Carlton Sherwood: But according to medical records obtained by CNN, it was Dr. Sullivan who conducted an evaluation of Carlton Johnson at the shelter last September. What were his conclusions then?

Carlton Sherwood: "No further treatment or evaluation recommendations are made at this time. This child is not a candidate for an active rehabilitation program."

Dr. J. Andy Sullivan: What you have just done is read something to me that you would allude to me. I would assume if you do that, that you are violating by exposing his medical record some relationship that I have with that patient. And, uh, I do not have his record. I was not advised before this that you wished to discuss this patient, and I don't feel it would be appropriate to discuss a specific patient in front of the nation.

Carlton Sherwood: This is... this is a statement signed by his mother releasing all of the information and allowing anyone to talk to us about him, and if you'd like to look at that.

Dr. J. Andy Sullivan: I'd prefer not to look at it. I don't discuss my patients' problems over the air.

Carlton Sherwood: Counselor, you may want to look at this. This is a statement by the child's mother we're talking about. She's given the State and the hospital and any physician permission. I'll tell you what the statement says. To discuss...

Dr. J. Andy Sullivan: I'm really not interested in it. I have no idea if that is that lady's signature. For all I know, you could have written that.

Carlton Sherwood: Sharon Johnson did authorize CNN to look into Carlton's medical history. And she insists that it was the doctors at Children's Hospital who persuaded her that Carlton should be placed in a shelter because he was going to die.

Sharon Johnson: Everything is negative, no positive, no hopes, nothing.

Carlton Sherwood: Like what? Go ahead. Start straight through...

Sharon Johnson: You know, just like you could say something like, "You can do this for him, you can do that for him." But it wasn' wasn't like that. It was just all negative, just point blank negative.

Carlton Sherwood: No matter what you do, what's going to happen?

Sharon Johnson: He was going to die. That was... that was the bottom line.

Carlton Sherwood: You know Carlton's mother. Did she really, truly give him up of her own... Was that her own decision? Or was that the decision of others?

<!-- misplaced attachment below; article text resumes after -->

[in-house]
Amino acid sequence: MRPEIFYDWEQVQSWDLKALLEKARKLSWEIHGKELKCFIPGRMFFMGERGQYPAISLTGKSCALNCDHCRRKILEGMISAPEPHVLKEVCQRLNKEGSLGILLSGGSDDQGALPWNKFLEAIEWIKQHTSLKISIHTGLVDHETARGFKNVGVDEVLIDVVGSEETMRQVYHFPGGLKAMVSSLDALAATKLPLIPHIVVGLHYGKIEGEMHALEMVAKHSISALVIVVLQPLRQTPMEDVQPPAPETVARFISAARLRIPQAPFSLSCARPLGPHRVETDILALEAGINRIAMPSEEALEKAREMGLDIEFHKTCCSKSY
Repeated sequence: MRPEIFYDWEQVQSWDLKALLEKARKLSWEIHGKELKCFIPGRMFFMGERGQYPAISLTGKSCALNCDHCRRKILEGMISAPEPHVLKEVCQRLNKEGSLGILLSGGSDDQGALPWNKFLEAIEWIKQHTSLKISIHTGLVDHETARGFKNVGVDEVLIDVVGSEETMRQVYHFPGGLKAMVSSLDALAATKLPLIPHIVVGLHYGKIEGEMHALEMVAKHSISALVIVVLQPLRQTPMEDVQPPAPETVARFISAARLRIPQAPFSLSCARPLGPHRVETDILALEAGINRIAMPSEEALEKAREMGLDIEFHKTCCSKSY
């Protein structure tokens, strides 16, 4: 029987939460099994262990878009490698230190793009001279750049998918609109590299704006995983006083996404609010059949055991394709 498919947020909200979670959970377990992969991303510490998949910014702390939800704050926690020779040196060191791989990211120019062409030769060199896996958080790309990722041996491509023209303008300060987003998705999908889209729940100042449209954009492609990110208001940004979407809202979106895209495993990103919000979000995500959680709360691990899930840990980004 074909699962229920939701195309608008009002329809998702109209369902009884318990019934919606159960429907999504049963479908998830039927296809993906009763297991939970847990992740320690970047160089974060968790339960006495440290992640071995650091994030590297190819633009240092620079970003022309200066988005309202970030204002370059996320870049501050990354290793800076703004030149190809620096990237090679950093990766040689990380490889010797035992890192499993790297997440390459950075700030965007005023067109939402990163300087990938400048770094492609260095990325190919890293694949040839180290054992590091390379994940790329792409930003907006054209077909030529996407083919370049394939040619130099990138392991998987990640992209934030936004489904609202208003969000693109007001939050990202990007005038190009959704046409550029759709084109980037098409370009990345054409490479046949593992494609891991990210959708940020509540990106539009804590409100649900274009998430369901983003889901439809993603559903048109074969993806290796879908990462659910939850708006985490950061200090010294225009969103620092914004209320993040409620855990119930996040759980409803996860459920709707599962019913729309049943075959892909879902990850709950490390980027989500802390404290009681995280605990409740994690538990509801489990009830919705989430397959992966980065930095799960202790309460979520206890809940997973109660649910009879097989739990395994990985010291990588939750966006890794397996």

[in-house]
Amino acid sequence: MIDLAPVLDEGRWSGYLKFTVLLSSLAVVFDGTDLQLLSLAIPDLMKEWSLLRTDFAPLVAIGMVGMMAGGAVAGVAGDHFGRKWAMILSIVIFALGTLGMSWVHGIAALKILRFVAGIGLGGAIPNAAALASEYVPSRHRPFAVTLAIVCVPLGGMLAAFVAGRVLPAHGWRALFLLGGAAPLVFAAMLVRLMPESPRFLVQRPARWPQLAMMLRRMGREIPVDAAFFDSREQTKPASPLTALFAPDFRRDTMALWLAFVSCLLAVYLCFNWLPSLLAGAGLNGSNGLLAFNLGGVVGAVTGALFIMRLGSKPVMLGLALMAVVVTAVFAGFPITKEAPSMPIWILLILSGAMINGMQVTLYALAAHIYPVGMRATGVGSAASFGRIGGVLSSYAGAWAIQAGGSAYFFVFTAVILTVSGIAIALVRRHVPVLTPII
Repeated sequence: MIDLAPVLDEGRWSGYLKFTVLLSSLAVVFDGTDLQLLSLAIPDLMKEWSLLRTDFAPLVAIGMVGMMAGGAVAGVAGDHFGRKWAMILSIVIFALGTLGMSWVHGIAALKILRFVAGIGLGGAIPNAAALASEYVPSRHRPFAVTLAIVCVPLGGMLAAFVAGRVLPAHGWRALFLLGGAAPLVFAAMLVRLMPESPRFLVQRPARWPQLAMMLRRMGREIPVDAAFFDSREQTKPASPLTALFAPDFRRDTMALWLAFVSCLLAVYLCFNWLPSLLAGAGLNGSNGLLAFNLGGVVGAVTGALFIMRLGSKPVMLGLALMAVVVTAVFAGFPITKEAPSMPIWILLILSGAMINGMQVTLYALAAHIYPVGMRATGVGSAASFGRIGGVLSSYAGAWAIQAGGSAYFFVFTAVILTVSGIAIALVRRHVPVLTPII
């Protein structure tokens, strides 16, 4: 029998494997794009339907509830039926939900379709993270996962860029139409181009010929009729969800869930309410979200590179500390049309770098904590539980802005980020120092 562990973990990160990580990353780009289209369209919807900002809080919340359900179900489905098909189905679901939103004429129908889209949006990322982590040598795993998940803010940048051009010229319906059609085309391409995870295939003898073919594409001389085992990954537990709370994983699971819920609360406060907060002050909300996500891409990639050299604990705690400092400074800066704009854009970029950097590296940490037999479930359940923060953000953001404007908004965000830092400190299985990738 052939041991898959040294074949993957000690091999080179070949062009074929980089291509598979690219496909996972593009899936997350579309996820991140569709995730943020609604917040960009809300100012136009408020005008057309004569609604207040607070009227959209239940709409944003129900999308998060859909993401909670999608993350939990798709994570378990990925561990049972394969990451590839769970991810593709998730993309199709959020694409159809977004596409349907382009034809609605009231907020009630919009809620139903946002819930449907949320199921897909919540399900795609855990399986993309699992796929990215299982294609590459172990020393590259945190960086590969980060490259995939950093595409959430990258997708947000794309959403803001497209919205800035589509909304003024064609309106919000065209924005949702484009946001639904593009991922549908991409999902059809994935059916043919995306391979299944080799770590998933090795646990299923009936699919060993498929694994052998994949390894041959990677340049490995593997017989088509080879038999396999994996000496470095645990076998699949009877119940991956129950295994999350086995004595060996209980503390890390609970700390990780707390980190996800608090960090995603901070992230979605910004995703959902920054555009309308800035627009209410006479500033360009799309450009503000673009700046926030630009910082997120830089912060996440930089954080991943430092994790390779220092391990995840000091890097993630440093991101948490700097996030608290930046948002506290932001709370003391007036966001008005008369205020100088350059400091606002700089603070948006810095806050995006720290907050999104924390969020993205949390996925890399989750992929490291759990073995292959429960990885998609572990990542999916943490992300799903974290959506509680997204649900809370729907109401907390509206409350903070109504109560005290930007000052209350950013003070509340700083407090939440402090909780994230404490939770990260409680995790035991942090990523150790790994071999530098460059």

George McCormick: Mrs. Johnson was so misinformed or she was just never given the facts on Carlton. She thought he was some sort of a monster. She thought he was blind, which he's... he's not blind. That fact's demonstrated by him recognizing... recognizing staff members.

Carlton Sherwood: Two weeks after CNN discussed Carlton Johnson's condition with Oklahoma officials, he was transferred to Children's Hospital where he received an operation. But he won't be returning to the shelter. It was closed recently by state officials who charged the shelter owners in a civil suit with racketeering and fraud.

Carlton Sherwood: McCormick says Carlton is not an isolated case. If anything, he says, Carlton is different only because he has somehow managed to beats the odds and has, so far, clung to life.

Carlton Sherwood: Is it normal for children to be sent over here from Children's Hospital without a shunt?

George McCormick: Some of the children do, some of the children don't.

Carlton Sherwood: What happens if they're not sent with... What happens if they're not shunted, as a rule?

George McCormick: They die...

Carlton Sherwood: How long?

George McCormick: here. Ah [Sighs], depending on how strong the child is and... Anywhere from days to months and some, in a couple cases, years.

Carlton Sherwood: Carlton is one of the lucky ones, then, I take it?

George McCormick: One of the lucky ones, in that he's a survivor.

Carlton Sherwood: At least 24 other newborns with spina bifida didn't survive. They died at the shelter after a team of physicians from Oklahoma Children's Hospital recommended all medical treatment be withheld. In our next report, we'll examine how those infants were selected for non-treatment, a process which considers not only the child's medical potential but also the parents social and economic ability to care for a handicapped child.

Carlton Sherwood: I'm Carlton Sherwood, CNN, on special assignment.

CNN Special Assignment: "Oklahoma Infanticide": Part Two  Part Three